An aspirin a day linked to higher risk of falls, study finds

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In a study from Monash University and elsewhere, scientists found that taking an aspirin a day does not lower the risk of bone fractures in healthy older people.

Prior research has suggested that older people can benefit from taking a dose of aspirin every day.

The primary benefit is a lower risk of heart attacks, but some researchers have suggested that it might also slow physical decline by reducing cerebrovascular events or even reducing cognitive decline.

In this study, the researchers aimed to test if taking an aspirin a day might also reduce the risk of fracture during accidents such as falling down.

They asked 16,703 older people living in a retirement community (who did not have a physical disability, suffer from dementia or have heart disease) to take a pill every day—roughly half were given a low dose of aspirin while the other half got a placebo.

The study was conducted over the years 2010 to 2014 and the team followed the medical records to track bone fractures.

The team found that giving people aspirin did not reduce the possibility of bone fractures during accidents.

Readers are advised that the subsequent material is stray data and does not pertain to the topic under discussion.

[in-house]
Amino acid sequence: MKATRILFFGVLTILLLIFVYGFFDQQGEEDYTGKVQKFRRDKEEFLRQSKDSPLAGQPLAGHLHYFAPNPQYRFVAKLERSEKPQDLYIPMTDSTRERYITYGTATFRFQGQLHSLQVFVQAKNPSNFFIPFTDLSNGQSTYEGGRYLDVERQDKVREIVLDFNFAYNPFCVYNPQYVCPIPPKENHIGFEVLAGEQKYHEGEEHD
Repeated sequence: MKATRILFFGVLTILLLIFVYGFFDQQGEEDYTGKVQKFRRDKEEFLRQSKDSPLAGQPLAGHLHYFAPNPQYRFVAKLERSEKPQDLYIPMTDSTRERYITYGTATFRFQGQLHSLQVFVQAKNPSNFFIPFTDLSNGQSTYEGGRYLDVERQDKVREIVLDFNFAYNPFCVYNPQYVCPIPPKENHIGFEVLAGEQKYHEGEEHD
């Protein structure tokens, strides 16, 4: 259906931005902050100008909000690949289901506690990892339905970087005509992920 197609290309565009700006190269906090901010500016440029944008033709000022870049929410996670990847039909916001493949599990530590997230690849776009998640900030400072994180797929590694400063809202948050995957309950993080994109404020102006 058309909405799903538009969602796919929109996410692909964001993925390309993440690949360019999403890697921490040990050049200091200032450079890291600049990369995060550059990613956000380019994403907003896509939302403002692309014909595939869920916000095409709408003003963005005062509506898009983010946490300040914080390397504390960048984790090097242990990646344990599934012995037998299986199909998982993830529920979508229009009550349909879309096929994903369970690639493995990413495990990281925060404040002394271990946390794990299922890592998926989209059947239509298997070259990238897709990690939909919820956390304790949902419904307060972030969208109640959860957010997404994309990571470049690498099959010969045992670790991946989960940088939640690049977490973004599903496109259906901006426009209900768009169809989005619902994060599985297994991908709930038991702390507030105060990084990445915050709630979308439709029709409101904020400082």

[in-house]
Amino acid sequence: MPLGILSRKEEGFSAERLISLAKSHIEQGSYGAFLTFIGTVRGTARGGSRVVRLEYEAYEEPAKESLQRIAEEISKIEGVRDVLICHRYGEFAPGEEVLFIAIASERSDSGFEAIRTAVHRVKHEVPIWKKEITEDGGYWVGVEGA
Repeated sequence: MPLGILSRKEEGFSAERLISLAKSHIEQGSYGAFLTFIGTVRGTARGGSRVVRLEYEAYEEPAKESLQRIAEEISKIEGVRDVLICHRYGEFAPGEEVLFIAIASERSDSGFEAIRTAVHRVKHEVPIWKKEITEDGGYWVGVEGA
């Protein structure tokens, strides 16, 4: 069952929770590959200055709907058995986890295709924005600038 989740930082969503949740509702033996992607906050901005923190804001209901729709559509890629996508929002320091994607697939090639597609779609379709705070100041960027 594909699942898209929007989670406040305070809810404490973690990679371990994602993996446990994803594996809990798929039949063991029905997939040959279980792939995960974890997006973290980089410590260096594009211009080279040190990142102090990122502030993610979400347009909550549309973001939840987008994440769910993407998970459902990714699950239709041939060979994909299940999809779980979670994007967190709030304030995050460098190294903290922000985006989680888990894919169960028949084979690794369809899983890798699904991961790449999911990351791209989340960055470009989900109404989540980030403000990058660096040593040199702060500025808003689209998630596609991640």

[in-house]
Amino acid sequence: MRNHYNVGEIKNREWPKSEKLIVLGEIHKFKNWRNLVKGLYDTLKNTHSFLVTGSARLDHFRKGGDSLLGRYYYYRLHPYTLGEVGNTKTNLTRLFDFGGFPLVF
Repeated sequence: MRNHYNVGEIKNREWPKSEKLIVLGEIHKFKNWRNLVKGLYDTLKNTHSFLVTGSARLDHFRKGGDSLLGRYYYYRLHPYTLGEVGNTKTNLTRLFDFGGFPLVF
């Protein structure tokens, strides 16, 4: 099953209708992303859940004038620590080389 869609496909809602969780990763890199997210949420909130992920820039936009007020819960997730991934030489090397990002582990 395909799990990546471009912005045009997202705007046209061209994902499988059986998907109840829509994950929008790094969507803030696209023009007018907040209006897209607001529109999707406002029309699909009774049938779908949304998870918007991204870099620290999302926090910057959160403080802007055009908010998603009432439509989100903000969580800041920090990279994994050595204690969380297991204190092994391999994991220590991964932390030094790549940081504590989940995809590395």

In fact, the group getting the aspirin experienced 17% more serious falls than the placebo group.

The researchers were unable to explain the higher rate of serious falls in the aspirin group, but suggest that it might have been due to the aspirin impacting the ability to prevent falling.

They note that the finding was surprising because it went against the idea that people less inclined to developing dementia or heart conditions (due to taking aspirin) would seem to be less likely to experience falls.

If you care about aspirin, please read studies that aspirin could cut cancer death by 20%, and Aspirin, common anti-inflammatory drugs may prevent COVID-19 deaths.

For more information about aspirin, please see recent studies that people over 60 should not take daily aspirin for heart health, and results showing when an aspirin a day to prevent heart attacks is too risky.

The study was conducted by Anna Baker et al and published in JAMA Internal Medicine.

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